Further optional purification steps comprise cooling the hydrolysate to precipitate impurities followed by the absorption, precipitation of impurities and crystallization of L-rhamnose. The most preferred absorbants and precipitants were activated charcoal, an ion exchange resin such as Amberlite XAD-4 (Amberlite is a tradename) and polyvinylpolypyrrolidone. Dosage- purification relationships were studied and it was established that optimal use levels were 3%, 17.5% and

5% respectively. Carbon treatment was optimally carried out in hot syrup of ca SO β C.

The natural rhamnose so obtained is of high purity and very suitable for use for further conversions to pharma¬ ceutical and flavour compounds.

In particular, this grade of rhamnose can be converted into flavour compounds such as 2,5-dimethyl-4-hydroxy- 2,3-dihydrof ran-3-one.

The invention is illustrated by the following examples:

Example 1

A 10 % (w/w) slurry of naringin in a 10% (w/w) aqueous solution of acetic acid at pH 2.2, was stirred to 120°C for 5 hours. After cooling and filtration, a solution was obtained which contained 100% of the theoretical quantity of rhamnose present in naringin. (28.3 g rhamnose /100 g naringin) and 25 % of the theoretical quantity of glucose. Analysis was done by hplc versus a 1 % (w/w) rhamnose monohydrate : 1 % (w/w) glucose monohydrate standard. The pH of this solution was then raised to 4 by addition of Ca(OH) 2 to allow the efficient action of the glucose oxidase. Care was taken not to allow the pH to rise above pH 6.0 in which case the naringin becomes soluble and cannot be easily removed by filtration. The resulting filtrate was treated with 10 % (w/v) of polyvinylpolypyrrolidone (p.v.p.) and 5 % (w/v) charcoal to remove any remaining impurities. Glucose was removed using glucose oxidase in combination with catalase. From the resulting solution rhamnose crystals could be obtained by concentrating and cooling. The results are tabulated below:


Example 2

A 15% (w/w) slurry of naringin in a 10% (w/w) aqueous solution of citric acid was heated at 120°C for three 5 hours. After cooling just sufficient calcium hydroxide was added to neutralise the citric acid used. This mixture was then further cooled to 4°C before being filtered. The filtrate obtained contained 80% of the theoretical quantity of rhamnose present in naringin, 0 and 55% of the theoretical quantity of glucose. This filtrate was then treated with charcoal (1.5% w/w) at 80 β C for two hours, before being re-filtered. The pH of this solution was then adjusted to 5.5 by the careful addition of calcium hydroxide, and it was incubated with glucose oxidase (0.5 w/w) in combination with catalase (0.5% w/w) . When all of the glucose had been consumed calcium carbonate (3.0% w/w) was added. The pH of the solution was then raised to 7.0 by the addition of calcium hydroxide and the precipitated calcium gluconate removed by filtration.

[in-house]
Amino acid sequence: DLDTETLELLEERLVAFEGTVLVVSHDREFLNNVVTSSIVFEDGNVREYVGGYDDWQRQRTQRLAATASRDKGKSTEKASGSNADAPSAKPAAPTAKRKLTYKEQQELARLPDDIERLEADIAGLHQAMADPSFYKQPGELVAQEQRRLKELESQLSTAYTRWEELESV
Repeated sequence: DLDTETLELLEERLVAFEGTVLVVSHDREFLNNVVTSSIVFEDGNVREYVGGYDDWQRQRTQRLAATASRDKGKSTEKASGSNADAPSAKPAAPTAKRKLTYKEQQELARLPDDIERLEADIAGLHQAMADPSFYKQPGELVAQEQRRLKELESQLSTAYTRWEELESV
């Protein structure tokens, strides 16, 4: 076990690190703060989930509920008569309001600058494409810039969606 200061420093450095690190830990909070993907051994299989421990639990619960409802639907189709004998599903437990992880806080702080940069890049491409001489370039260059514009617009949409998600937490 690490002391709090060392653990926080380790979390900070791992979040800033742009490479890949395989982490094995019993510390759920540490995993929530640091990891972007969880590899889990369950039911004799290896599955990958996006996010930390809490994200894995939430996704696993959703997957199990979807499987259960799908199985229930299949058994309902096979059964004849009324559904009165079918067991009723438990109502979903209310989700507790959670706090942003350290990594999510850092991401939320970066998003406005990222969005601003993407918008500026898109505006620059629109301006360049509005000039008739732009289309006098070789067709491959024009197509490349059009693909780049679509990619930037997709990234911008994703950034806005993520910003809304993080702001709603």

The filtrate obtained was then heated at 80°C for two hours with charcoal (1.5% w/w) cooled and filtered. This solution was then concentrated to one fifth of its

original volume and added to 96% ethanol (twice the volume of concentrate obtained) which precipitated any organic salts or protein left in solution. After filtration the ethanol was evaporated to ' give rhamnose as a white amorphous powder. The results are tabulated below:


Example 3

Using malic acid as in Example 2 yields of rhamnose and glucose obtained following hydrolysis were 3.38 and

3.10% (w/w) respectively and following purification pure rhamnose was obtained in a 69% yield.

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Example 41

Selective fermentation of glucose present in purified rutin hydrolysate obtained according to Example 17 was carried out by using bakers'yeast (Saccharomyces cerevisiae) immobilized in calcium alginate pellets which were used in columns with the syrup pumped through continuously. 60 g of bakers' yeast paste was mixed with 40 ml of 3 % (dry weight per volume) sodium alginate solution and extruded dropwise into 0.1 M aqueous calcium chloride solution. After 30 minutes incubation at room temperature, the pellets were packed into a 100 ml column and substrate, adjusted to pH 4.5 with citric acid was pumped through the column at a flow rate of ca 0.05 column volume/hour.